MINDFUL MAGAZINE

Nurse Reveals Top 5 Regrets of the Dying

Bronnie Ware: What I learned working in palliative care and how meditation saved me. 

The top five regrets of the dying

Bronnie Ware was in conversation with Carsten Knox, Mindful's Associate Editor. 

Mindful: I found it refreshing how your book is much more a personal journey than I expected, as much about you as it is about the people you cared for.

Bronnie Ware: I had a lot of requests from people to write a memoir of my own, so I was able to merge them together. In hindsight I think I would have changed the title. It’s been translated into several other languages and in some countries they won’t print it with “dying” in the title, because people won’t buy the book. In Portuguese it’s called Before I Leave and in Dutch it’s If I Could Live My Life Over Again. In a way, they’re probably a bit more true to the storyline. You live and learn.

MF: How long were you in personal care work?

BW: Eight years.

MF: When did you start to notice patterns in what your patients were telling you?

BW: Certainly within the first year. That first regret—"I wish I’d had the courage to live a life true to myself"—that kept coming up.

MF: In your book, the person who really encapsulated that first regret was Grace. You managed to get quite close to her. Can you tell me what that experience was like and what you learned from it?

BW: She was a woman who was in so much pain for not having given herself the life she wanted. It had a very profound effect on me. And she also made me promise, before she died, that I would live a life true to myself. I didn’t take that promise lightly. I knew that no matter how hard it would be to stay true to my own path—and it does take courage to do that—nothing could be as painful as lying on your deathbed with that regret. I was seeing it first hand.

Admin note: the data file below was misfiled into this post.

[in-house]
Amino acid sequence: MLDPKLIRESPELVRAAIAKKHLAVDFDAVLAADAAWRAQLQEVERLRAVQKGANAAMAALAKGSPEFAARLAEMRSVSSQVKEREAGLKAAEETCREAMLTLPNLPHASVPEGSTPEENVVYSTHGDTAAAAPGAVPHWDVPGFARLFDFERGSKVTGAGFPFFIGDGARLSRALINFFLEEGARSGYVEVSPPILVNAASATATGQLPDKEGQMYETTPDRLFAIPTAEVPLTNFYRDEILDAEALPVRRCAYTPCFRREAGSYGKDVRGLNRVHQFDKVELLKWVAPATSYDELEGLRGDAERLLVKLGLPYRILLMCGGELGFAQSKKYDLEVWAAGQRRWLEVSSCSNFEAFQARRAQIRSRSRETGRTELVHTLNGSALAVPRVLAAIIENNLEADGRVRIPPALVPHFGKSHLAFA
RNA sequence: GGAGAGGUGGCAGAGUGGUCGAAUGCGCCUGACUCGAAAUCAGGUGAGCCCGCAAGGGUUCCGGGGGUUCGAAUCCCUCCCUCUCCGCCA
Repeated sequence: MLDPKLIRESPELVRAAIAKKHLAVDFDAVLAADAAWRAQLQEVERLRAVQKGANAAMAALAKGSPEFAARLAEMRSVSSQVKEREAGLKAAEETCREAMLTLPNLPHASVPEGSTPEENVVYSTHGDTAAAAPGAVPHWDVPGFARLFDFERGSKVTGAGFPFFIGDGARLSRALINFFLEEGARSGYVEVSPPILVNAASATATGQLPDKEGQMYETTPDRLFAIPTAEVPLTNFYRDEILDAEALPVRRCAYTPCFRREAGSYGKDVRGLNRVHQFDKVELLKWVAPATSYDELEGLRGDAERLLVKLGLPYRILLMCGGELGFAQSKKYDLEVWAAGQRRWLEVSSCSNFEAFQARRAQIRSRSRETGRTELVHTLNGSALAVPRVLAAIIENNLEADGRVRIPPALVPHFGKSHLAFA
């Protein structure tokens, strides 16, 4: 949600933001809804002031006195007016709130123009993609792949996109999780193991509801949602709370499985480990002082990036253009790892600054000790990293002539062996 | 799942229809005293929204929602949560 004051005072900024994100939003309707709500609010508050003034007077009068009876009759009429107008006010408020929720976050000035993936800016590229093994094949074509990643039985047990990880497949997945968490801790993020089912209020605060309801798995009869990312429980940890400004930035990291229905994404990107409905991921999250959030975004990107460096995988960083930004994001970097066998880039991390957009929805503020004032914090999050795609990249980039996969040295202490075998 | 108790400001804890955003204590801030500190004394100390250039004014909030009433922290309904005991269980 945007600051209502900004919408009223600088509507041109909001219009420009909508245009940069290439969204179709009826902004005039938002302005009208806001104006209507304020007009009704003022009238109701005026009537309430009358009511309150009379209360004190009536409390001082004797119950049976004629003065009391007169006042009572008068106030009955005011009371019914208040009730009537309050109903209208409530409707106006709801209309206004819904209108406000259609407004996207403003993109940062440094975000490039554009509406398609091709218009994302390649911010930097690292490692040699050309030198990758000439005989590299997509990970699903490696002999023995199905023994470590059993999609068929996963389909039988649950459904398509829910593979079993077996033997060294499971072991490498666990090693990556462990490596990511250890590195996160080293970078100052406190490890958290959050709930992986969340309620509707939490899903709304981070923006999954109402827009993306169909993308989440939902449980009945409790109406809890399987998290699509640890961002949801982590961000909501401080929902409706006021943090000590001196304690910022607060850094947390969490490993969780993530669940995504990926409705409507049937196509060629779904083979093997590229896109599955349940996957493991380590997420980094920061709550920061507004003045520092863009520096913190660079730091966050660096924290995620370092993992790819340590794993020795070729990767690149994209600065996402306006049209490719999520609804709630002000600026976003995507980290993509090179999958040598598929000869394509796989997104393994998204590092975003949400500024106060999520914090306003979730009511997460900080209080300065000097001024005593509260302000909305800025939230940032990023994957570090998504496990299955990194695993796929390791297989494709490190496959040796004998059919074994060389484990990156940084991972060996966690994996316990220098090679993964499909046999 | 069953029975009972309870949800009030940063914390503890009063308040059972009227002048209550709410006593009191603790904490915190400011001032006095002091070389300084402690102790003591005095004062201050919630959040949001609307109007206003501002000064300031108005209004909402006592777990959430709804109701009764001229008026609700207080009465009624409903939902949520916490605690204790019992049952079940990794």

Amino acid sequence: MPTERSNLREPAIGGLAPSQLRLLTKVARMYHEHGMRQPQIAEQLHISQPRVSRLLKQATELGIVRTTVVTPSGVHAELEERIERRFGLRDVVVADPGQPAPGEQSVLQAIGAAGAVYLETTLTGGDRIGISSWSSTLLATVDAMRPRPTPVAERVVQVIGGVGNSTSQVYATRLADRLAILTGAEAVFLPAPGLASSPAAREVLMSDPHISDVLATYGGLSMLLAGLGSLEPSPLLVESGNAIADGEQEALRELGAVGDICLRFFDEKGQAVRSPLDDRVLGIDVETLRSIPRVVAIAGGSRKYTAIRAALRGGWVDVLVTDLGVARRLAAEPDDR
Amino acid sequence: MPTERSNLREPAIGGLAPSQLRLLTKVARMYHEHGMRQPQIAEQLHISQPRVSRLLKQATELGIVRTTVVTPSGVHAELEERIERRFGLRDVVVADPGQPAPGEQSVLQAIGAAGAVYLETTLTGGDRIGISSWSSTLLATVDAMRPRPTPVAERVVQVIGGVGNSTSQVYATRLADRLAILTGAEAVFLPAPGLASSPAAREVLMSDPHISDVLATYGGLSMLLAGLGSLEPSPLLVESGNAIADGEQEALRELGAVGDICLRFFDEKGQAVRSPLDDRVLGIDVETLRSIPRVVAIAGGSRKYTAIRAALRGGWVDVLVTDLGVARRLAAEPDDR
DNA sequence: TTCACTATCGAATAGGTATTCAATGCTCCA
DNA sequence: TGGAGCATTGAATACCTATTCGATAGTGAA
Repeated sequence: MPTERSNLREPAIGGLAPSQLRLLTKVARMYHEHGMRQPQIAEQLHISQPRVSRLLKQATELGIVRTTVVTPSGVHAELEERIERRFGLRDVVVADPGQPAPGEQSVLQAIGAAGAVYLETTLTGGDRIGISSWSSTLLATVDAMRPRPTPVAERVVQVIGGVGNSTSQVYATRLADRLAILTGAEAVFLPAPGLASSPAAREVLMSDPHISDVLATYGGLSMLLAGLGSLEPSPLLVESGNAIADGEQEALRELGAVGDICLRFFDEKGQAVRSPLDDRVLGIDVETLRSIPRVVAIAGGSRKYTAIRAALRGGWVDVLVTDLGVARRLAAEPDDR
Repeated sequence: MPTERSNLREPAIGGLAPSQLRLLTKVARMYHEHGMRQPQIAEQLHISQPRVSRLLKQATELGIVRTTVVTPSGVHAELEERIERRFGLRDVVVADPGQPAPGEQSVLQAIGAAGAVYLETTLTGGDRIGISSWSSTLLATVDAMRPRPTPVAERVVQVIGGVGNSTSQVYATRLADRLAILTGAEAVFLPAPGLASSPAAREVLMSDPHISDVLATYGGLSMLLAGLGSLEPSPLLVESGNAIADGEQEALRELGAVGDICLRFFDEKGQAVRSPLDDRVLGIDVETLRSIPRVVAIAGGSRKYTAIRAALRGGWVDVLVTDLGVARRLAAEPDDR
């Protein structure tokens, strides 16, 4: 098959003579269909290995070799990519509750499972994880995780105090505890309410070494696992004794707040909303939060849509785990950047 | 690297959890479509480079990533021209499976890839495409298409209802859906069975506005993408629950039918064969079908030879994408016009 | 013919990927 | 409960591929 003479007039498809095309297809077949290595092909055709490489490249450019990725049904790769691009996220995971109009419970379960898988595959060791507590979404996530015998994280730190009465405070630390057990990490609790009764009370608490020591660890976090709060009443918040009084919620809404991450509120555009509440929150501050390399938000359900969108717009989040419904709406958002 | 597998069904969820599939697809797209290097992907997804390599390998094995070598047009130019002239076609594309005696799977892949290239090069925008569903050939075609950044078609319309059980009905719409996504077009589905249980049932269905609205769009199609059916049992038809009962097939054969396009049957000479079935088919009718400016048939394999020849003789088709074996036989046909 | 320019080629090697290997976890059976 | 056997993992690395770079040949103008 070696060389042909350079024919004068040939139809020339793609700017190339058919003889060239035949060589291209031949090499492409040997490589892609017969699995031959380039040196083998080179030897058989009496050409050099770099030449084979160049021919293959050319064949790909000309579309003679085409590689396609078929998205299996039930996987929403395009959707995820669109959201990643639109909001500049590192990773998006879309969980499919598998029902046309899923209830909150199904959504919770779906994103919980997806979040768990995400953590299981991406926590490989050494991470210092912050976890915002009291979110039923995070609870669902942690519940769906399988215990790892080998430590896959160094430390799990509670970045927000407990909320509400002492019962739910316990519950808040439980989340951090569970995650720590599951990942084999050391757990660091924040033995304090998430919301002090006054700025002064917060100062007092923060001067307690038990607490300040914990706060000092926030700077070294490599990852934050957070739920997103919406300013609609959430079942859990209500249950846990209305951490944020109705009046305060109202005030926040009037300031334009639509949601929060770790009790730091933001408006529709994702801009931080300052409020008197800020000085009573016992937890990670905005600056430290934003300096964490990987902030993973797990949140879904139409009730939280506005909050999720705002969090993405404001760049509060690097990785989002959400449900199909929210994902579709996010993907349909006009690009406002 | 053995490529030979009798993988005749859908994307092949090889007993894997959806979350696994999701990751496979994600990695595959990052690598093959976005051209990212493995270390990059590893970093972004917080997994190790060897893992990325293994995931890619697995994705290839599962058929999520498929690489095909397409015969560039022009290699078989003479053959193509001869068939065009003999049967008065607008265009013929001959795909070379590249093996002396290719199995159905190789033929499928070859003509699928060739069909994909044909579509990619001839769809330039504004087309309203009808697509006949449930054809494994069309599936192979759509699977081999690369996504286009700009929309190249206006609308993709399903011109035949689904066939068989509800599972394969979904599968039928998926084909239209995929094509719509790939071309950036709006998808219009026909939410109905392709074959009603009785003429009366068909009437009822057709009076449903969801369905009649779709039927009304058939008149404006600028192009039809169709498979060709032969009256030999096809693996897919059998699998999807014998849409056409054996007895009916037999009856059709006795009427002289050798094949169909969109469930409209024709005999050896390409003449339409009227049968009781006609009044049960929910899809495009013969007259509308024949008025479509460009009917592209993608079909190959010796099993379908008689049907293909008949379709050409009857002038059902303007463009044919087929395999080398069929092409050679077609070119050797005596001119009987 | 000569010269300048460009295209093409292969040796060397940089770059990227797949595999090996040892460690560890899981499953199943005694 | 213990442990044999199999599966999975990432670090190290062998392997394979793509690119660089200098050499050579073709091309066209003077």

MF: And you saw it in other people you were working with.

BW: I saw it over and over. Grace was the first one, and I came to see it regularly and I came to expect it.

MF: The number two regret was “I wish I hadn’t worked so hard.” I understand that was largely a sentiment of men you cared for. But I wondered, that feeling of not having lived a life true to oneself, was that something you heard more often from women?

BW: When I think about it, it was more from women. A lot of women in the older generation weren’t living the life they wanted, they were living the traditional homemaker role, really being subservient to the breadwinning husbands.

MF: What else do you think might be specifically generational, in the regrets that you observed people having?

BW: These days a lot more people have counseling and therapy. I don’t think we’ve mastered expressing our feelings completely, but I think the younger generations have learned to open up more. I think the third regret, “wishing I’d been brave enough to express my feelings,” hopefully that won’t be as common now.

MF: And I wonder if the Internet might prevent the fourth regret (“I wish I’d stayed in touch with my friends”).

Bronnie Ware

To learn more about Bronnie and her book, visit bronnieware.com.

BW: Hopefully, as it is harder now to lose track of friends. But, having said that, I’m in my mid-40s and I get emails from a lot of women in their 40s. My book has inspired them to reconnect with friends, to write to their friends and tell them they love them. Despite Facebook and everything else, they have let those friendships slip by. It still happens.